Upstream of domain 1, we could not reliably predict any conserved secondary structure. This region corresponds to the high-similarity region I containing translatable sORFs (17,18,21,26,27,32) and apparently evolves without strong secondary structure constraints. Also, similar to our previous conclusions (29), we could not detect any structure downstream of domain 3, that might be conserved across both leguminous and non-leguminous plants.


We have reliably identified the presence of two conserved secondary structure domains, common to both leguminous and non-leguminous plants in a rather large number of enod40 homologues from various angiosperm plant families. Named according to the previously used nomenclature (29) as domains 2 and 3, these two structures flank the core of region II which has the highest level of sequence similarity shared by enod40 genes (13,17,32). The sequences within the secondary structure domains are more diverse than the conserved spacer between them (Figure 1). Despite this diversity, the structural features of domains 2 and 3 are absolutely conserved in all currently found enod40 homologues.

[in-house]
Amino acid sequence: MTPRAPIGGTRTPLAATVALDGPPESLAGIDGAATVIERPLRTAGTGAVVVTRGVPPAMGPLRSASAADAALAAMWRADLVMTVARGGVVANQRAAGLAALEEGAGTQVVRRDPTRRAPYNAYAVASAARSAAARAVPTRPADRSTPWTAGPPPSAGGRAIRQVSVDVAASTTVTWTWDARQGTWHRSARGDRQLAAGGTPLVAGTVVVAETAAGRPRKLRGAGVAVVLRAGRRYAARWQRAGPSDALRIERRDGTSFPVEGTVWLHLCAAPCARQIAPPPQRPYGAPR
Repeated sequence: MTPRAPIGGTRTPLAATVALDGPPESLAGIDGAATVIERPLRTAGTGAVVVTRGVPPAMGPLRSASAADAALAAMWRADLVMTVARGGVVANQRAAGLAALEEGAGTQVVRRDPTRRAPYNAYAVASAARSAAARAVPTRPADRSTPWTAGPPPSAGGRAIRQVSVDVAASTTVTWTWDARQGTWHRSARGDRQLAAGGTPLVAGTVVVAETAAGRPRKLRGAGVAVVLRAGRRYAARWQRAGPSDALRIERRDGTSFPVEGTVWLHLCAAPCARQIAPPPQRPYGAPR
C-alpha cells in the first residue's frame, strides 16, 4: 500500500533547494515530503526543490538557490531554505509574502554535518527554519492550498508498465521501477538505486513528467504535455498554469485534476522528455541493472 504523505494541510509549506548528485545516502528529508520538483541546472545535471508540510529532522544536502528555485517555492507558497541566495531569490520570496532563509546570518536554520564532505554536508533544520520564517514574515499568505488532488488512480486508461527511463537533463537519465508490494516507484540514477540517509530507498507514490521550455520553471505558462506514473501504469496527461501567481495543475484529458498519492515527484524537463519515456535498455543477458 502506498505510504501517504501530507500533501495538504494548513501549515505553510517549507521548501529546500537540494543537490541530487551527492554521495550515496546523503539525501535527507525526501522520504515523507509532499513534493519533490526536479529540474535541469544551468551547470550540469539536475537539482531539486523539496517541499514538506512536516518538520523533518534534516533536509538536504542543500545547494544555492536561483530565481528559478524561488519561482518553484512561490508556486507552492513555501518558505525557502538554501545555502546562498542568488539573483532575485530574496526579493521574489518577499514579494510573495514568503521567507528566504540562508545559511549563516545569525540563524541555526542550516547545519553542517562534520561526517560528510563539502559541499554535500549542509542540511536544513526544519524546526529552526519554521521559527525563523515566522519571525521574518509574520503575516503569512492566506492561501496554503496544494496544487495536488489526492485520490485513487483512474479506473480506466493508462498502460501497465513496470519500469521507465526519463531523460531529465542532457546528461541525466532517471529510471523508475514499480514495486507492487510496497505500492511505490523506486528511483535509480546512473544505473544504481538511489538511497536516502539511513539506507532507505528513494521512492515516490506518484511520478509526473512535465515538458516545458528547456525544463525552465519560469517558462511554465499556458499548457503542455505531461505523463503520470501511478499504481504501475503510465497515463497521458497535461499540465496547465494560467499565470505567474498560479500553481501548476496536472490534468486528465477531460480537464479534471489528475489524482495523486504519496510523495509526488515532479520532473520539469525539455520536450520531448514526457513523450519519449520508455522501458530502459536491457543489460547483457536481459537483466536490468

The most frequently recurring motifs in double-stranded regions, both GUUUG/CAAAC at the bottom of domain 2 and CUC/GAG in the stem of the domain 3 hairpin (Figures 1–3), allow some deviations. Occurrence of the domain 2 motif seems to be different in eudicots and monocots, the latter represented by Poales. The motif is very conserved in eudicots, albeit sometimes with substitutions disrupting 2 bp at most, with a maximum of 3 nt changed, in Euphorbia tirucalli (UUUUG/CGGAC) and Casuarina glauca (CAUUG/CAAAU). In Poales, the motif, with some variations, is present in only four of the enod40 homologues found (two Zea mays genes, Sorghum bicolor and Saccharum officinarum) and the perfect combination is in one of the rice genes, enod40-2 (AU101849). In other Poales species, the motif seems to be lost.